CPAP (Continuous Positive Airway Pressure) is a wonderful therapy, which can reduce your chances of having a stroke or heart attack. Diabetes, high blood pressure, depression, and insomnia are usually easier to control. Night time sleep and daytime alertness are often improved. Here are tips to help you adjust.
THE NOSE IS THE KEY TO SUCCESSFUL CPAP USE!
The nose filters and humidifies air as it enters the airway. However, the airflow from CPAP can be very drying. The nose reacts to this dryness with an “inflammatory reaction”. Nasal tissues swell in the attempt to humidify the air. Some people will react to CPAP as if they have allergies – with sneezing and a runny nose. If noses get congested, it can result in mouth breathing, dry mouth, air swallowing and sometimes, bloating and belching. Stuffy noses may interrupt sleep. Some folks will feel claustrophobic and want to remove their masks during the night without realizing it. A few people will even get nosebleeds from the dry air. These problems can be avoided with a few simple steps:
1) Increase the humidity. Try turning up your humidifier. If you notice some water or condensation in the tube, and have a newer machine, increase the temperature of your heated tube. You can also insulate your tubing by wrapping it with some fleece, putting it under your blankets, or buying a CPAP “cozy”. Keeping the CPAP lower than the level of your head will help any condensation run back into the reservoir.
2) Use a saline (salt water) rinse in your nose. If your nose is still stuffy, consider using a saline rinse. NeilMed’s Sinus Rinse is easy to use. Some people prefer a Neti Pot. Or, you can make a home solution of 1 pinch salt (preferably non-iodized) with ½ pinch baking soda to 1 cup of warm water. Using a blue baby bulb syringe, tilt your head back, and let the warm salty water rinse inside your nose, then spit out. It will be messy, but it will clear up your nose. For mild dryness, Ocean and Ayr are two brands of saline spray which are available without prescription.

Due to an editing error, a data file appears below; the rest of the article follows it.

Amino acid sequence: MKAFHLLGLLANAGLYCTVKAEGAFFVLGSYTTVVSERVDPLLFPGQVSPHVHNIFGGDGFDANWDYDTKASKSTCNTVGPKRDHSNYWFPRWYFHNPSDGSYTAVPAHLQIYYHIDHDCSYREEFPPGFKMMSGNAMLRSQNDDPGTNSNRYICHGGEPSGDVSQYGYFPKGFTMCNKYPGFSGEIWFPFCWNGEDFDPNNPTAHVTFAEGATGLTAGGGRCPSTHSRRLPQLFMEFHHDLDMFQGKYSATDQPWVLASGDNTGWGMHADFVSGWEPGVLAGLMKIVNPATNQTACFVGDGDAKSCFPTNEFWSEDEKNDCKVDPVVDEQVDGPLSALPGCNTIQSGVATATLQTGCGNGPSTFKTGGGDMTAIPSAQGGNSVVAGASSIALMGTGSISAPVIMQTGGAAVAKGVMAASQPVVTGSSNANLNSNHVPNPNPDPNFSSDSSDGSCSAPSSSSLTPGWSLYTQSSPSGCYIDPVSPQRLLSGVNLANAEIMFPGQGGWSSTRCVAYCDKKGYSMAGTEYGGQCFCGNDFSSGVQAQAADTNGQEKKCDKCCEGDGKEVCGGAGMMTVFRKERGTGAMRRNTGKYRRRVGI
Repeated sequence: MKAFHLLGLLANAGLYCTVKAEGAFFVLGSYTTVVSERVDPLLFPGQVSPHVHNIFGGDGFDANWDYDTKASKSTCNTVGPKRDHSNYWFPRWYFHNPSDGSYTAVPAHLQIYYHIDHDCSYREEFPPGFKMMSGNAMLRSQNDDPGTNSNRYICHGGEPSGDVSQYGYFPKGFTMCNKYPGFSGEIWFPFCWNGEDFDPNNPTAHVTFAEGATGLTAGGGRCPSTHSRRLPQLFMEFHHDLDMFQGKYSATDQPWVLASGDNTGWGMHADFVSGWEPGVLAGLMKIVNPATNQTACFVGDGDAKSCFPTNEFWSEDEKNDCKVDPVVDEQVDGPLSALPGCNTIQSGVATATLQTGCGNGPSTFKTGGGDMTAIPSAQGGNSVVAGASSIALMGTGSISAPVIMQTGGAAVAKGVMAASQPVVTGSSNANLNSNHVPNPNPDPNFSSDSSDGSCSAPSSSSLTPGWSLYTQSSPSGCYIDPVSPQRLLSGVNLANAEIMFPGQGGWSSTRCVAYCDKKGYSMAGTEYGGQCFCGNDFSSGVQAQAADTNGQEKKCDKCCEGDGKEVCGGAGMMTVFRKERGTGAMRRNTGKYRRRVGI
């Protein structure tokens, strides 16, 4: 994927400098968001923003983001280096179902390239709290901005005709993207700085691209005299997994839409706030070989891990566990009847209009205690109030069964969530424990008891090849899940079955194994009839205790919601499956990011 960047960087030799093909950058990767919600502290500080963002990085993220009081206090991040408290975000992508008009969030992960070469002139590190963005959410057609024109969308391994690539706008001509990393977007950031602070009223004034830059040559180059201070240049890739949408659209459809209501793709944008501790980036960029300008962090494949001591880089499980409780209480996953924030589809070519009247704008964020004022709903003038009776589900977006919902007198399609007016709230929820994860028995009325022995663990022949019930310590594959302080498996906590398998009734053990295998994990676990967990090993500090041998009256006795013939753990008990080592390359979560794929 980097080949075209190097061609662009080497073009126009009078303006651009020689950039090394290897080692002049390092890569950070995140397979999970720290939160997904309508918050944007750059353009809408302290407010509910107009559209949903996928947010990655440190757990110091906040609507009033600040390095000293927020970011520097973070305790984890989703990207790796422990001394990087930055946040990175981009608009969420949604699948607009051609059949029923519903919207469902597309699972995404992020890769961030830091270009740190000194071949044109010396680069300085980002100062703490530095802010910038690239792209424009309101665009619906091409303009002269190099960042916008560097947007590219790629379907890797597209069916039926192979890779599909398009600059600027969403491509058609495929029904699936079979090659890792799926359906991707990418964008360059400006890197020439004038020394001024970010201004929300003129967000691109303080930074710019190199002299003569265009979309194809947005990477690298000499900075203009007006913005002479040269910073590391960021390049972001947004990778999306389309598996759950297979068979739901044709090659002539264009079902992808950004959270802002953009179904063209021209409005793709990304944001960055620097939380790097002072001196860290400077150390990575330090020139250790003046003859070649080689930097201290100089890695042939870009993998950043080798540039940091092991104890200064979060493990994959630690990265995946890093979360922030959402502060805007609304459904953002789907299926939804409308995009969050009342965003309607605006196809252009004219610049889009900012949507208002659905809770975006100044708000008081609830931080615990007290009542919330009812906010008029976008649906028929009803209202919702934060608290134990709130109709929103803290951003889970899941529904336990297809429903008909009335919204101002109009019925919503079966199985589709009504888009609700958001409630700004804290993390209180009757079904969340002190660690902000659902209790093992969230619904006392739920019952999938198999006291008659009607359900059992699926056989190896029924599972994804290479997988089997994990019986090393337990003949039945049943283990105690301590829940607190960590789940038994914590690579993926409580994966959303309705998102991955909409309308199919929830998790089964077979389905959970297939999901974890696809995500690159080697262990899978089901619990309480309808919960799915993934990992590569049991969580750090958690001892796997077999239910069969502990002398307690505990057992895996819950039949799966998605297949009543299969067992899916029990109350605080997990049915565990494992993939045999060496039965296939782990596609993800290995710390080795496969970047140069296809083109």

3) Use antihistamines or a nasal steroid spray. If you have allergies, over-the-counter antihistamines Allegra (generic: fexofenadine), Zyrtec (cetirizine) and Claritin (loratadine) have few side effects besides occasional mild sedation. If these are not enough to help congestion, we can give you a prescription for a nasal steroid spray. Blow or rinse your nose first, and then apply the steroid spray. These sprays have almost no systemic effects or drug interactions. Side effects are generally mild, such as nasal irritation or bleeding. These sprays are very effective at reducing congestion and are best used daily for at least two weeks. Nasalcrom spray is available over the counter. With frequent use, it also reduces allergy symptoms. Some patients find that Mucinex can decongest nicely.
4) Breathe-right strips, Brez, Nasivents and other similar products may also be helpful, but only for those with tight nasal passages. They help prop open small nasal airways.
5) Nasal moisturizers: DO NOT USE VASELINE OR OIL BASED PRODUCTS! They can cause problems in your lungs, and break down the seal in your mask. If your nose is dry, use Nasogel (available in The Corvallis Clinic pharmacy), Ayr Nasal Saline gel or plain K-Y Jelly in your nostrils.